Finally, I do follow Wolff, although I often do not quite agree with him, because he writes better than the vast majority of "academic philosophers", and because he is sincere, unlike all the "Marxists" I met in the University of Amsterdam, who indeed mostly were "Marxists" because that was very popular then in the University of Amsterdam in the Seventies and early Eighties. (For more see Note 2 from yesterday.)
parents were very courageous, as was my father's father, because they
were in the communist resistance against the Nazis in WW II, when also
my grandfather and my father were arrested in June 1941 and convicted
as "political terrorists" to concentration camp imprisonment. My father
survived over three years and nine months of four German concentration
camps; my grandfather was murdered; my mother was not arrested (but
brought the Dutch communist paper "Truth" around, and worked for Jewish
children in hiding).
Eventually, my father was knighted in 1980 (less than three months before his death).
 According to - at the very least - many tens of the mostly communist members of the student party ASVA in the Seventies and Eighties I - who opposed the ASVA because I was pro real science and anti political ideology - was, for those two reasons, and because I also had created a student party, a "fascist" and a "terrorist".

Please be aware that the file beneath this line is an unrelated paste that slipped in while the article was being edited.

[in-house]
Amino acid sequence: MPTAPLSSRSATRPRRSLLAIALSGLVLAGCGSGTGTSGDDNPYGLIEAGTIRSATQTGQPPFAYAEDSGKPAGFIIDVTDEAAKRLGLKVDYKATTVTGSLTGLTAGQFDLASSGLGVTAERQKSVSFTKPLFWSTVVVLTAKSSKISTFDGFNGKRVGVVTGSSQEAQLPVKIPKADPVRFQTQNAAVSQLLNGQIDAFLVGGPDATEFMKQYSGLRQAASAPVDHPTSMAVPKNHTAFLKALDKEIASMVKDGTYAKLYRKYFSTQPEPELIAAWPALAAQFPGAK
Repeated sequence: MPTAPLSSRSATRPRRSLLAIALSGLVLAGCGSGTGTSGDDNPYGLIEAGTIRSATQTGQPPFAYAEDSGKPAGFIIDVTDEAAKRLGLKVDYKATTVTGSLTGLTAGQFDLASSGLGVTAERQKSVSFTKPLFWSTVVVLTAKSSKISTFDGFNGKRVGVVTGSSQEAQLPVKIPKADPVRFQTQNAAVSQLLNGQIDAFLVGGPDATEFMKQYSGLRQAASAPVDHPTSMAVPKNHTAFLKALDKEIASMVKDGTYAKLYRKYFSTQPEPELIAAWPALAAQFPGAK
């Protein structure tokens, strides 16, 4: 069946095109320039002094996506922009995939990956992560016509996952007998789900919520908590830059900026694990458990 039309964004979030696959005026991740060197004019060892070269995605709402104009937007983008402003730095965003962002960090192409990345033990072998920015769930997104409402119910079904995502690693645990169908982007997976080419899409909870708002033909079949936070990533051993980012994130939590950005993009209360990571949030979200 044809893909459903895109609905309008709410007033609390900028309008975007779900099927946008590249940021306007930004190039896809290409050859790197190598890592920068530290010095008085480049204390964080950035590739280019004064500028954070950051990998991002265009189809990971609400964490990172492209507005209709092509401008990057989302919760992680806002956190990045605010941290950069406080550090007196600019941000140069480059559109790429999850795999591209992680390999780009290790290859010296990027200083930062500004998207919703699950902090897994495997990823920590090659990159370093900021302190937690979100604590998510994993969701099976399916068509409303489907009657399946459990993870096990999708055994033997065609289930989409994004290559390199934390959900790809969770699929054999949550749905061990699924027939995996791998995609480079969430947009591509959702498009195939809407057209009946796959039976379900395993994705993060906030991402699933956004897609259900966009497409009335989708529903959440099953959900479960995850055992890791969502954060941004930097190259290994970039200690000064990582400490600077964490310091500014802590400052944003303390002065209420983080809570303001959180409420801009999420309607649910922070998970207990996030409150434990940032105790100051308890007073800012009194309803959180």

Many tens of them screamed
both terms at me when I gave the - invited - public speech that caused
my removal from the faculty of philosophy and the denial of the right
to take the M.A. in philosophy (that was almost done then).
And I never told these lying degenerates about my real communist
parents, because my parents were real communists, and none of the
"communists" from the ASVA were real. (Hardly anyone knew much
about Marx either, as I did.)